"On and after the effective date of this amendatory Act of 1963, no policy insuring against loss resulting from liability imposed by law for bodily injury or death suffered by any person arising out of the ownership, maintainance or use of a motor vehicle shall be delivered or issued for delivery in this state with respect to any motor vehicle registered or principally garaged in this state unless coverage is provided therein or supplemental thereto, in limits for bodily injury or death set forth in Section 7-203 of the `Illinois Motor Vehicle Law', approved July 11, 1957, as heretofore and hereafter amended, for the protection of persons insured thereunder who are legally entitled to recover damages from owners or operators of uninsured motor vehicles and hit-and-run motor vehicles because of bodily injury, sickness or disease, including death, resulting therefrom * * *." (Emphasis added.) (Ill. Rev. Stat. 1963, ch. 73, par. 755a.)
The law remains basically unchanged with only the right of the named insured to reject uninsured-motorist coverage having been significantly modified. (Ill. Rev. Stat. 1973, ch. 73, par. 755a.) In deciding Barnes, we stated that:
"* * * the intent of the legislature was that the uninsured motorist coverage would protect an insured generally against injuries caused by motorists who are uninsured and by hit-and-run motorists, and that this would complement the liability coverage. The distinction that the uninsured motorist was the driver of the automobile in which plaintiff was a passenger, rather than the driver of another automobile, is not decisive. As to this particular plaintiff, because she was excluded from the liability coverage of the policy, the automobile was not an insured automobile and the driver was not an insured motorist, notwithstanding that as to all others the automobile and the driver may have been insured. Because no liability insurance was applicable to the plaintiff at the time of the accident, her uninsured motorist coverage necessarily became effective in light of the legislative mandate." (Emphasis added.) (49 Ill.2d at 454.)
Goodpasture, decided the same term as Barnes, involved an almost identical factual situation, and the court merely relied on Barnes to reach the same result.
In Doxtater v. State Farm Mutual Automobile Insurance Co. (1972), 8 Ill. App.3d 547, Virgil Doxtater suffered personal injuries when his motorcycle was involved in an accident with an automobile driven by an uninsured motorist. He attempted to recover under the uninsured-motorist provision of his father's automobile insurance policy issued by State Farm, which denied coverage on the basis of an exclusion which stated that the uninsured-motorist coverage was inapplicable "To bodily injury to an insured while occupying or through being struck by a land motor vehicle owned by the named insured or any resident of the same household, if such vehicle is not an owned motor vehicle * * *." (8 Ill. App.3d 547, 548.) The policy did not, as in the present case, contain a restrictive endorsement. Indeed, it was assumed by the appellate court that Virgil was an "insured" under his father's policy and that his motorcycle was not an "owned motor vehicle." The only issue for consideration was whether the above exclusion which, if valid, clearly denied Virgil uninsured-motorist coverage because he was not occupying an "owned motor vehicle" was rendered null and void by the Illinois Insurance Code. Relying on Barnes, the court held that the exclusion conflicted with section 143a of the Insurance Code and thus was rendered null and void by section 442 of the Code:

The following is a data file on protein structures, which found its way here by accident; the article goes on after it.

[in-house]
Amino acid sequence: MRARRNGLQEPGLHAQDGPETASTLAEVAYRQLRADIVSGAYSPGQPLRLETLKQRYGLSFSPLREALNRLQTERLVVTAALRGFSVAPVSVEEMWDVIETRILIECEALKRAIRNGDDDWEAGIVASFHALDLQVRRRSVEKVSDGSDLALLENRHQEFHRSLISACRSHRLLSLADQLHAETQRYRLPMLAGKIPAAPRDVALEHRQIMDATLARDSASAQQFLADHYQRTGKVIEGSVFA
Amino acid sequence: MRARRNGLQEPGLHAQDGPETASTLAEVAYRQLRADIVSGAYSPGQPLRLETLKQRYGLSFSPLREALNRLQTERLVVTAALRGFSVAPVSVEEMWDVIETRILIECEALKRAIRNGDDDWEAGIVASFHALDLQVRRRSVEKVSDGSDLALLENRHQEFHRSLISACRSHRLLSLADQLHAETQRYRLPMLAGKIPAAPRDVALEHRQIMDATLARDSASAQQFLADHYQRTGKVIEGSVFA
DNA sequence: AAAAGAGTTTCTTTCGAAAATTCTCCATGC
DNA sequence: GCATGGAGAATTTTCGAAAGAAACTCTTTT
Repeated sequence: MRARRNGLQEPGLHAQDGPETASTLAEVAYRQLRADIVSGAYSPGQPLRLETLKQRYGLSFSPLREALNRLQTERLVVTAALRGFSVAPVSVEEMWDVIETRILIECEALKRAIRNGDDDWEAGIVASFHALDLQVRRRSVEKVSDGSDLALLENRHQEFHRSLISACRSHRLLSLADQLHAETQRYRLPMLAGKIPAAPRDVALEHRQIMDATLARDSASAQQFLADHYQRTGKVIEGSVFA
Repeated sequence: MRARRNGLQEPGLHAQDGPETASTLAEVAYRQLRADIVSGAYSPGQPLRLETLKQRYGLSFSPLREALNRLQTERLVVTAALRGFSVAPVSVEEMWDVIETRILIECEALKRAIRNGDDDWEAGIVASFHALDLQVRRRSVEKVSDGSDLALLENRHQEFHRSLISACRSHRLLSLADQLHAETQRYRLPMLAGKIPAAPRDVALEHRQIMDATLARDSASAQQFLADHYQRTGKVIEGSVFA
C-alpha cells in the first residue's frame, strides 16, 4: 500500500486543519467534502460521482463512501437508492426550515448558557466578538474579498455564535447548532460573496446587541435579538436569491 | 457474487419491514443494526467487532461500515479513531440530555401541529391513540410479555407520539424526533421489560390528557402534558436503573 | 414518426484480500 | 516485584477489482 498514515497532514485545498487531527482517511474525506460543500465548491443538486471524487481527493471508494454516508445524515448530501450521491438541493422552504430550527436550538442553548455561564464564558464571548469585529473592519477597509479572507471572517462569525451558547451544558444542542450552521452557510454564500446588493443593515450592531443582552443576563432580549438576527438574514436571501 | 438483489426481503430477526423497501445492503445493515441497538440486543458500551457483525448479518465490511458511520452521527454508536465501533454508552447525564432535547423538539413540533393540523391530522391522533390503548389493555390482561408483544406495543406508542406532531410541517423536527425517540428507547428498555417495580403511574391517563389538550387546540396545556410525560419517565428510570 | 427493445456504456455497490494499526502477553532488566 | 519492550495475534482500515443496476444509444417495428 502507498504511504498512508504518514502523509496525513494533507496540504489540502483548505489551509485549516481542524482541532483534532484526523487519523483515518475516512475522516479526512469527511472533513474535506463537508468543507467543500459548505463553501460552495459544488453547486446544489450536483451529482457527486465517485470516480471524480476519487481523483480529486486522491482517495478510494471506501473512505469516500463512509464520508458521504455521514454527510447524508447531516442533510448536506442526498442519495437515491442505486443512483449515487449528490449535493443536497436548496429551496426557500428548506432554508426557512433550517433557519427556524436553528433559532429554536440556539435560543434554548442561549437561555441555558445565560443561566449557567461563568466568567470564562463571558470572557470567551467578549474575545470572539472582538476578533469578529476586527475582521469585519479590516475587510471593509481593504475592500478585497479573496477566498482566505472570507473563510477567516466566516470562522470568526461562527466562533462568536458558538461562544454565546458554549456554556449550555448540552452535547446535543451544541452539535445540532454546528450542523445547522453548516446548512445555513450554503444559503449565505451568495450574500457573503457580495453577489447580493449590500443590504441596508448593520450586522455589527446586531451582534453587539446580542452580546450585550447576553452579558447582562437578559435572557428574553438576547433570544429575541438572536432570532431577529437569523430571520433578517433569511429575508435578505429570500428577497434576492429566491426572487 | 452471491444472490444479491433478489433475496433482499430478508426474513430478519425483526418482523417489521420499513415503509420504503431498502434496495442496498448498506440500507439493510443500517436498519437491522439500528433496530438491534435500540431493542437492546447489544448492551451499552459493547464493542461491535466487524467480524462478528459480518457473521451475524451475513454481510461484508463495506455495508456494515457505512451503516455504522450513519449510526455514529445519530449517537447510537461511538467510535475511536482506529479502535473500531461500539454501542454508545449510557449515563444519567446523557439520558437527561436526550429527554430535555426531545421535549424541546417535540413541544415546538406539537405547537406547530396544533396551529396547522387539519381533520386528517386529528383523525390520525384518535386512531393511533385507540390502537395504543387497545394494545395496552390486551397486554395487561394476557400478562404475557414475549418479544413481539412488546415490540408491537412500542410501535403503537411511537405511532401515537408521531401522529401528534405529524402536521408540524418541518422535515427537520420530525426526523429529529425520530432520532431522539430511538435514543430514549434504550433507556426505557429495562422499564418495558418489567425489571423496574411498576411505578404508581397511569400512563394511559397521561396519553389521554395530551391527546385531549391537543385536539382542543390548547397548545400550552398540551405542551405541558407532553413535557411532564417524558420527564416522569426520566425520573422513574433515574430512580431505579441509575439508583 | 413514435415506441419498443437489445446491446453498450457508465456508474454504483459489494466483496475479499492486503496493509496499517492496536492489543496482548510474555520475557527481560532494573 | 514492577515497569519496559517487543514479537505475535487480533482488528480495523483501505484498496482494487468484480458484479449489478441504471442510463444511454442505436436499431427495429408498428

"Although we recognize that the facts of Barnes v. Powell are distinguishable from the facts at bar, we nonetheless cannot overlook the Supreme Court's statements therein regarding the legislative intent behind Section 143a. The expansive interpretation applied by a majority of that court leads us to conclude that, presented with the issue at bar, our Supreme Court would interpret Section 143a of the Insurance Code as a direction to insurance companies to provide uninsured motor vehicle coverage for insureds,' regardless of whether, at the time of injury, the insureds occupied or operated vehicles declared in the subject policy." (Emphasis added.) 8 Ill. App.3d 547, 552.
It is clear from the holdings of Barnes, Doxtater, and Goodpasture and from the language of the statute itself that the legislative intent was to provide extensive uninsured-motorist protection for those who are "insureds" under an automobile liability policy. But neither the statute nor any of these decisions places any restriction on the right of the parties to an insurance contract to agree on which persons are to be the "insureds" under an automobile insurance policy. It is only after the parties designate the "insureds" that the statute and case law become applicable and prohibit an insurance company from either directly or indirectly denying uninsured-motorist coverage to an "insured." Since we hold that in the circumstances presented by this case James Phelan was not an "insured" under his father's policy, section 143a of the Insurance Code and the Barnes, Goodpasture, and Doxtater cases are not applicable. Additionally, although the Heritage policy issued to William Phelan contained an exclusion very similar to ...